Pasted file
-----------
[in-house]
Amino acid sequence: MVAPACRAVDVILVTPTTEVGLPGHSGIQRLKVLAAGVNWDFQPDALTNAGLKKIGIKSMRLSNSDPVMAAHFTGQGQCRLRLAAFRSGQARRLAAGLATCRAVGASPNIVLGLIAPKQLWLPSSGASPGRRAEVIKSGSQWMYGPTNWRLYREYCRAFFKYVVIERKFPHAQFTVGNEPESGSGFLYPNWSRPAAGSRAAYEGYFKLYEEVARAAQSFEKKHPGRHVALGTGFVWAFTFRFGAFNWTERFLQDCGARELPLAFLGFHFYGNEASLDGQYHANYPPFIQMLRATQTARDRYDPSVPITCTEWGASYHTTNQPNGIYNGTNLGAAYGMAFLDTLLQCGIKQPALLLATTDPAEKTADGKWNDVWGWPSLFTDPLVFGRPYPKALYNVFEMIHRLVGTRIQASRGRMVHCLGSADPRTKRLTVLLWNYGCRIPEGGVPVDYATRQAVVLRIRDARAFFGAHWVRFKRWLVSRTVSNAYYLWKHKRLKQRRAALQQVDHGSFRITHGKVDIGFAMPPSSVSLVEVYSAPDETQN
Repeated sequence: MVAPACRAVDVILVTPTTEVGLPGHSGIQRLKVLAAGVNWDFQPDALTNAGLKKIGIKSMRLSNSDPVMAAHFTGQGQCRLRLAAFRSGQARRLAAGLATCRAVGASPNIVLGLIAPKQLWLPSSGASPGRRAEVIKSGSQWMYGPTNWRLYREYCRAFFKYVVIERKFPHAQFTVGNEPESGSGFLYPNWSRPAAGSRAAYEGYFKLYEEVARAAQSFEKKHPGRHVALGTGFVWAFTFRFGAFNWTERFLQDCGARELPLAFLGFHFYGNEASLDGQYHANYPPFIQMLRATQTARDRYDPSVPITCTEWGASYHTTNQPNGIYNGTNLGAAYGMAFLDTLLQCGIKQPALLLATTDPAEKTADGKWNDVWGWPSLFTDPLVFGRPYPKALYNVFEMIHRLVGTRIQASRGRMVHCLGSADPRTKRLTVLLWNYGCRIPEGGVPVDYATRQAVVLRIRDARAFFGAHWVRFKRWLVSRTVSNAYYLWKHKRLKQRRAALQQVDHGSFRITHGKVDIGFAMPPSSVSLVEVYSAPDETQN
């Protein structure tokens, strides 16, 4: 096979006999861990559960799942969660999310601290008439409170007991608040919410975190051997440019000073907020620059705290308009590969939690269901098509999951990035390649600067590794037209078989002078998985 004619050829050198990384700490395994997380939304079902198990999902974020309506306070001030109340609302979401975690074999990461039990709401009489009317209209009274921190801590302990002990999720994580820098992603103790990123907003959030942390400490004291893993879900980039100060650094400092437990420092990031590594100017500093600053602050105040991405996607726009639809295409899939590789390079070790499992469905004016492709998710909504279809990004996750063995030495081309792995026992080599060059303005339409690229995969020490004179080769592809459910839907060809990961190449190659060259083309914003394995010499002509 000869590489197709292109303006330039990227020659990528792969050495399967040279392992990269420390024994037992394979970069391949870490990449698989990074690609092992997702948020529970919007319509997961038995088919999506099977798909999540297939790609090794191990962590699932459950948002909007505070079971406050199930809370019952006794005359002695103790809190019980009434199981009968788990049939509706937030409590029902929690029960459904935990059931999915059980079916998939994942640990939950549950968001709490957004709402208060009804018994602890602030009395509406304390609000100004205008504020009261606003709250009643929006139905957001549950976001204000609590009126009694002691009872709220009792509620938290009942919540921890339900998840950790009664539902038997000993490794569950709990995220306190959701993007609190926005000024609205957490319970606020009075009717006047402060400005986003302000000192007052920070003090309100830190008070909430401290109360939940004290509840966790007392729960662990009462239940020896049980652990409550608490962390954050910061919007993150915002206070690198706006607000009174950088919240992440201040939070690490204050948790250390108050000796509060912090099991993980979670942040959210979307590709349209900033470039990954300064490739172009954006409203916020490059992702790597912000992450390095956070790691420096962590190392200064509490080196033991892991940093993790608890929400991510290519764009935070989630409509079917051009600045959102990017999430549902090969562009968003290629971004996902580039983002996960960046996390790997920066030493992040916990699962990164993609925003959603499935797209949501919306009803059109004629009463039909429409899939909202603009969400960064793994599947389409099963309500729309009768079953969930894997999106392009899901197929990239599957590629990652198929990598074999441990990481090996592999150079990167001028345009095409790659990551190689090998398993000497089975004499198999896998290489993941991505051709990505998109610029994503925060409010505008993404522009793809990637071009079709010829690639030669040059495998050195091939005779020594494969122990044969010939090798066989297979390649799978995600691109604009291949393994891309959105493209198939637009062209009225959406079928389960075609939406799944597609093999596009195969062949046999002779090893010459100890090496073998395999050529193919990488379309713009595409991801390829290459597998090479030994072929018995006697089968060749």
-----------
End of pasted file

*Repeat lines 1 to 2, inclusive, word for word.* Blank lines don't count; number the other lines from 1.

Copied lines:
[in-house]
Amino acid sequence: MVAPACRAVDVILVTPTTEVGLPGHSGIQRLKVLAAGVNWDFQPDALTNAGLKKIGIKSMRLSNSDPVMAAHFTGQGQCRLRLAAFRSGQARRLAAGLATCRAVGASPNIVLGLIAPKQLWLPSSGASPGRRAEVIKSGSQWMYGPTNWRLYREYCRAFFKYVVIERKFPHAQFTVGNEPESGSGFLYPNWSRPAAGSRAAYEGYFKLYEEVARAAQSFEKKHPGRHVALGTGFVWAFTFRFGAFNWTERFLQDCGARELPLAFLGFHFYGNEASLDGQYHANYPPFIQMLRATQTARDRYDPSVPITCTEWGASYHTTNQPNGIYNGTNLGAAYGMAFLDTLLQCGIKQPALLLATTDPAEKTADGKWNDVWGWPSLFTDPLVFGRPYPKALYNVFEMIHRLVGTRIQASRGRMVHCLGSADPRTKRLTVLLWNYGCRIPEGGVPVDYATRQAVVLRIRDARAFFGAHWVRFKRWLVSRTVSNAYYLWKHKRLKQRRAALQQVDHGSFRITHGKVDIGFAMPPSSVSLVEVYSAPDETQN